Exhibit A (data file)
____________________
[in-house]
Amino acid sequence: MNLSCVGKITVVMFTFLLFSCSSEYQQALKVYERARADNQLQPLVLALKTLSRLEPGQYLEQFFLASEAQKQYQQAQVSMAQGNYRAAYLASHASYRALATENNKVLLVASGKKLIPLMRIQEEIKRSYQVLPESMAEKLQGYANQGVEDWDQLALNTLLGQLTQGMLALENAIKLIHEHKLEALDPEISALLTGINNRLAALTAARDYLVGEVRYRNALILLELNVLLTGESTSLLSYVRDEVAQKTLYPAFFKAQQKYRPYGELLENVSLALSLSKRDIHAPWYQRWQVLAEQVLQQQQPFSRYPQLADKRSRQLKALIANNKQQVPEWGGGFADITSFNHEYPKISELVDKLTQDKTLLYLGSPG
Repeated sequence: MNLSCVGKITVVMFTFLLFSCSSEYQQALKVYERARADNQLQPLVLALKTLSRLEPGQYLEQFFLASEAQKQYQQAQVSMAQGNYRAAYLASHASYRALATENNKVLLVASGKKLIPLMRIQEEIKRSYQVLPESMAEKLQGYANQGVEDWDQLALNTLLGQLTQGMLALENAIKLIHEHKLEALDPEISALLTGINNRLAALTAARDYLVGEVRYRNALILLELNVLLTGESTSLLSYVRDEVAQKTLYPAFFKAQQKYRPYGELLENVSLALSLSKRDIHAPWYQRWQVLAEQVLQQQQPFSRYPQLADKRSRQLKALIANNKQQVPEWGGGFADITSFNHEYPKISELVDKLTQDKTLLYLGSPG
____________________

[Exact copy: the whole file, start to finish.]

[in-house]
Amino acid sequence: MNLSCVGKITVVMFTFLLFSCSSEYQQALKVYERARADNQLQPLVLALKTLSRLEPGQYLEQFFLASEAQKQYQQAQVSMAQGNYRAAYLASHASYRALATENNKVLLVASGKKLIPLMRIQEEIKRSYQVLPESMAEKLQGYANQGVEDWDQLALNTLLGQLTQGMLALENAIKLIHEHKLEALDPEISALLTGINNRLAALTAARDYLVGEVRYRNALILLELNVLLTGESTSLLSYVRDEVAQKTLYPAFFKAQQKYRPYGELLENVSLALSLSKRDIHAPWYQRWQVLAEQVLQQQQPFSRYPQLADKRSRQLKALIANNKQQVPEWGGGFADITSFNHEYPKISELVDKLTQDKTLLYLGSPG
Repeated sequence: MNLSCVGKITVVMFTFLLFSCSSEYQQALKVYERARADNQLQPLVLALKTLSRLEPGQYLEQFFLASEAQKQYQQAQVSMAQGNYRAAYLASHASYRALATENNKVLLVASGKKLIPLMRIQEEIKRSYQVLPESMAEKLQGYANQGVEDWDQLALNTLLGQLTQGMLALENAIKLIHEHKLEALDPEISALLTGINNRLAALTAARDYLVGEVRYRNALILLELNVLLTGESTSLLSYVRDEVAQKTLYPAFFKAQQKYRPYGELLENVSLALSLSKRDIHAPWYQRWQVLAEQVLQQQQPFSRYPQLADKRSRQLKALIANNKQQVPEWGGGFADITSFNHEYPKISELVDKLTQDKTLLYLGSPG